We are fortunate that Alan Klotz sent us this recent report from Deep Creek Lake. Deep Creek Lake is producing some fine catches of yellow perch during this fall period. Lake temperatures are about 50° F and the perch are in the shallow weedy coves searching out bluegill fry to fatten up for the winter. My kids and I launched our canoe last week during a sunny afternoon and caught a few perch for the deep fryer. While conducting electro-fishing surveys this past week, we found just about all of the fish species in shallow water during the daytime along the weed beds – jumbo perch, largemouth bass up to 7 lbs, walleye up to 6.6 lbs, lots of smallmouth in the 12-16 inch size class, and lots of chain pickerel.
The Conservation Fund’s Freshwater Institute is known for donating some truly trophy size rainbow trout for Maryland’s anglers to enjoy catching, and their most recent donation put some exceptionally large rainbows into two Western Maryland lakes. Lake Habeeb in Rocky Gap State Park and Deep Creek Lake each received eighteen trophy sized trout that averaged 10.5 pounds each! Both these lakes can support trout year round, and stocked trout continue to grow out well in these lakes due to the abundant food base. Pictured is Ed Livengood with big rainbow.
John Mullican sent in the following report from the upper Potomac River. Last weekends rain brought a little relief to the low flows in the Potomac River. However, the river remains very low and clear with temperatures in the low 50s. Smallmouth bass action has been very good in the lower river and fair in the western stretches. Slowly bouncing deep diving crankbaits around boulders and ledges has been productive along with the ever popular tube jig.
We recently conducted an electro-fishing survey of Blairs Valley Lake in the Indian Springs Wildlife Management Area in Washington County. Hydrilla has become established in this small impoundment recently. Although it can make fishing difficult at times, it has provided excellent habitat for golden shiners. The lake is annually drawn down five feet during November and held at the lower level until May. This pulls the shiners and small bluegills from the cover, concentrating the forage and giving the largemouth bass better feeding opportunities. Fisheries Technician Josh Henesy holds up a couple of six pound bass collected during the recent survey before they were released back into the lake.
The weatherman is promising us nice weather for the upcoming week and weekend with milder temperatures and perhaps an end to strong winds. Fishermen are finding good fishing for largemouth bass in most reservoirs, lakes, ponds and tidal rivers throughout both regions. Water temperatures continue to fall and largemouth bass are beginning to move to deeper structure along edges often around sunken wood or rocks. Spinnerbaits, deep diving crankbaits and soft plastic jigs are popular lures of choice this time of the year. Largemouth bass can also be found holding close to deep grass in many of the larger lakes and reservoirs within the two regions.
Smallmouth bass fishing at Rocky Gorge, Triadelphia, Liberty and Prettboy Reservoirs has been good with the cooler water temperatures and the bass are very active. Crawfish retreating from the shallows and heading for deeper cover are the number one item on the menu this time of the year. Any soft plastic jig or crankbait that resembles a crawfish is a good bet.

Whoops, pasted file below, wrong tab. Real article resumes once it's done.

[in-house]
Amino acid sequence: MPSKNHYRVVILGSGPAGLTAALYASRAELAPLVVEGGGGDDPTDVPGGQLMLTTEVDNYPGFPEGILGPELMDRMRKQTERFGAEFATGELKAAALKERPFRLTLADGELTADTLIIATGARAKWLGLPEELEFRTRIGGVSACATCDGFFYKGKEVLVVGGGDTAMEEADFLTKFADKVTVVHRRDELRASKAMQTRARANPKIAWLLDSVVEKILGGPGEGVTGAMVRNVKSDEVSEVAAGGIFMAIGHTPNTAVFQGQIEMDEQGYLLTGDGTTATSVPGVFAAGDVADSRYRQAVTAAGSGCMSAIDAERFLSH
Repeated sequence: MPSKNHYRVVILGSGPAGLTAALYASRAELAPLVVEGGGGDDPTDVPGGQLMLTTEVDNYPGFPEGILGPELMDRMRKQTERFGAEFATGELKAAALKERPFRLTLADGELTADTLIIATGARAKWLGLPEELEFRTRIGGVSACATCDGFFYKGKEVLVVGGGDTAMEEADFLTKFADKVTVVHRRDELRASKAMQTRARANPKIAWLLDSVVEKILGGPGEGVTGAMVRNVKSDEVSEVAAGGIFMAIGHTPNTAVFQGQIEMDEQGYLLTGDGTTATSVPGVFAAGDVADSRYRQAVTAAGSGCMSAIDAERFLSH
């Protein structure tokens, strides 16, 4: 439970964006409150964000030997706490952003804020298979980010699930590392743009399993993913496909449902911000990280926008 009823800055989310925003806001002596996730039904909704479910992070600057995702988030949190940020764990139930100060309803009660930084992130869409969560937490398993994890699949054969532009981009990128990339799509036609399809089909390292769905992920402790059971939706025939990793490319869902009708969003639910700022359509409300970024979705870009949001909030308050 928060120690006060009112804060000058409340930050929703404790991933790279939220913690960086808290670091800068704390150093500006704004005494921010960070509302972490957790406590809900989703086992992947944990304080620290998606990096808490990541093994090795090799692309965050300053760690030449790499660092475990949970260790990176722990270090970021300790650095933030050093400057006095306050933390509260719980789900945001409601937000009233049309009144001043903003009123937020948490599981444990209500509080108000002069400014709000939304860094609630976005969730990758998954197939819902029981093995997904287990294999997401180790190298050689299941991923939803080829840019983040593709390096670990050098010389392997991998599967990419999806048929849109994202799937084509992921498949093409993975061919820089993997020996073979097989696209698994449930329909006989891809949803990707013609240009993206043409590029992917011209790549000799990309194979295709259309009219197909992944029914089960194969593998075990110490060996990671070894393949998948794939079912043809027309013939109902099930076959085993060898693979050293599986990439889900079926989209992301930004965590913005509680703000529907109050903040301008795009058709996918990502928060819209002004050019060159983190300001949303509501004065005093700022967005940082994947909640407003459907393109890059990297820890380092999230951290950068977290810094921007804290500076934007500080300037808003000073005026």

Cooler water temperatures in the tidal rivers have diminished the thick grass beds to a great degree; especially on the tidal Potomac. Largemouth bass are now starting to hug close to deeper sunken wood and similar structure. Chain Pickerel in tidal rivers such as the upper Magothy are moving more freely now and easier to locate. Fishermen in the lower Susquehanna and Potomac Rivers continue to enjoy good fishing opportunities for walleye and smallmouth bass this week. Joel Busbee sent in this report and a picture of a nice walleye. Thursday, October 23rd, my cousin and long-time fishing partner, Jonathan Stiles, and I set out on the Potomac from the Lock 8 exit along the Clara Barton Pkwy, just inside the beltway. We were on the water by 9:00am. In our kayaks and with many layers on, we found the temperature of about fifty degrees comfortable. The water temperature was fifty-seven degrees. We enjoyed a nice day catching a number of medium sized smallmouth bass and this nice walleye.
Fishermen are seeing the thick grass beds in the tidal rivers beginning to break up making for more open fishing water. Most fishermen are working the channel edges in the tidal rivers with spinnerbaits, crankbaits or soft plastic jigs where largemouth bass have been holding to sunken wood such as fallen tree tops and other forms of deep sunken wood. A falling tide is still the best time to fish the tidal rivers on the deeper edges of cover and diminished grass beds.
Fishing for channel catfish normally takes an upswing this time of the year as cooler water temperatures cause the catfish to be in a more active mode. The Elk, Chester, Choptank and Nanticoke are excellent rivers to fish this time of the year; either from a boat or from shore.
Click here to view recent bay satellite images at mddnr.chesapeakebay.net/NASAimagery/EyesInTheSky.cfm
Reservoir Bathymetry information:
The Maryland Geological
Survey has bathymetry maps on their website:
Links to freshwater flows:
Latest real time stream flow for
Gunpowder Falls near Parkton.
Latest real time stream flow for
Gunpowder Falls At Glencoe.